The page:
Joseph Raz's 'normal justification thesis' is that the normal way of justifying someone's claim to authority over another person is that the latter would comply better with the reasons that apply to him anyway were he to treat the former's directives as authoritative. Darwall argues that this provides 'reasons of the wrong kind' for authority. He turns then to Raz's claim that the fact that treating someone as an authority would enable one to comply better with reasons that apply to (...) him anyway can ground the claim that the putative authority's directives provide 'pre-emptive' and 'exclusionary reasons' for acting. Raz is right that authoritative directives create such reasons, but that is because genuine authority entails accountability for compliance. Practical authority is internal to the concepts of authority and legitimate demand, and the pre-emptive and exclusionary character of reasons created by legitimate demands cannot be understood independently of their second-personal character. (shrink)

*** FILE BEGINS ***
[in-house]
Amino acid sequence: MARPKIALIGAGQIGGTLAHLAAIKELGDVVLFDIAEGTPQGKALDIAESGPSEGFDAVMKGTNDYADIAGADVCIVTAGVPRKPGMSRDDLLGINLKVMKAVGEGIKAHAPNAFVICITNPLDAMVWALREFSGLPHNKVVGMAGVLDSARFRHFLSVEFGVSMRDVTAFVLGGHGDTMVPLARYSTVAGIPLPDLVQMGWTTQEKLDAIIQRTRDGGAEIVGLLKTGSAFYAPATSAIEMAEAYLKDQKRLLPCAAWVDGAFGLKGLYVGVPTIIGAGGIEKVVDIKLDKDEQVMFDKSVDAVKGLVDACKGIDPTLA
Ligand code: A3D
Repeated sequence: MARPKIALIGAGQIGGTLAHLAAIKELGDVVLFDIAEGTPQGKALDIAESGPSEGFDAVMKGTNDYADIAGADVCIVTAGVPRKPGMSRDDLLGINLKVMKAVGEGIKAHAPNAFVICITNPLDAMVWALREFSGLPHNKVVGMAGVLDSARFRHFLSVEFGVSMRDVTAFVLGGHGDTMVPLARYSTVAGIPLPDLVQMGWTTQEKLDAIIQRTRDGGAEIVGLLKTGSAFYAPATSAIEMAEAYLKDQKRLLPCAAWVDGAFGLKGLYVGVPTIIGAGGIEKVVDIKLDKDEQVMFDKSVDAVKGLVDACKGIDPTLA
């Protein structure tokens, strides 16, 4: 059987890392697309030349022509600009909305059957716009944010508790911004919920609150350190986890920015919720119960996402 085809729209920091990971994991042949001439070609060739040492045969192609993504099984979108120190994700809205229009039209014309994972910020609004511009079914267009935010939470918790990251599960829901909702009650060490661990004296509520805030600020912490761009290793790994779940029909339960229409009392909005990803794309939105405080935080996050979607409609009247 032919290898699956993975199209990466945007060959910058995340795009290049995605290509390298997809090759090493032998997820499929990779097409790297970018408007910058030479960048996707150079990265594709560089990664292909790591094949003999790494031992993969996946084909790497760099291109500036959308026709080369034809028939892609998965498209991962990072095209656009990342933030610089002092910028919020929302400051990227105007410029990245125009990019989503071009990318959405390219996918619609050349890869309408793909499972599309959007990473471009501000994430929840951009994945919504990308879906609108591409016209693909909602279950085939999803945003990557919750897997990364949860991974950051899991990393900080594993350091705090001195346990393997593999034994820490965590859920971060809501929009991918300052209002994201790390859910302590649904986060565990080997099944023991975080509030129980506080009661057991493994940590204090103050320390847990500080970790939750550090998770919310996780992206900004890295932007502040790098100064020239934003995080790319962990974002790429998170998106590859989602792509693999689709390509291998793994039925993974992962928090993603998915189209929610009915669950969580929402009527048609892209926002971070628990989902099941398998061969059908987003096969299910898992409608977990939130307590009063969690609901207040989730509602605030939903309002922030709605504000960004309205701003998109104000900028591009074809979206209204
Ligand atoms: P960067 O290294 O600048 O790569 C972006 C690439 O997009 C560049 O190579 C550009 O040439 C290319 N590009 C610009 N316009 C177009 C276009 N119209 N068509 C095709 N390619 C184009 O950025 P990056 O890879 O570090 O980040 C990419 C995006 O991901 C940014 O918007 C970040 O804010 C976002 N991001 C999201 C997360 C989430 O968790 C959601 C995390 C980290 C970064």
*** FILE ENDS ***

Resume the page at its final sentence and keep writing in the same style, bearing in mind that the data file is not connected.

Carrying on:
What is it for two or more people to be with one another or together? And what role do empathic psychological processes play, either as essential constituents or as typical elements? As I define it, to be genuinely with each other, persons must be jointly aware of their mutual openness to mutual relating. This means, I argue, that being with is a second-personal phenomenon in the sense I discuss in The Second-Person Standpoint. People who are with each other are in (...) one another's presence, where the latter is a matter of second-personal standing or authority, as in the divine presence or in the king's presence. To be with someone is, therefore, to give the other second-personal standing, implicitly, to claim it for oneself and, thus, to enter into a relation of mutual accountability. Second-personal relating, I argue, requires a distinctive form of empathy, projective empathy, through which we imaginatively occupy others' perspectives and view ourselves as if from their point of view. Projective empathy is thus an essential constituent of “being with.” But it is not the only form of empathy that being with typically involves. Further, I discuss ways in which emotional contagion, affect attunement, as well as projective empathy typically enter into the complex psychological (and ethical) phenomenon of being with another person. (shrink)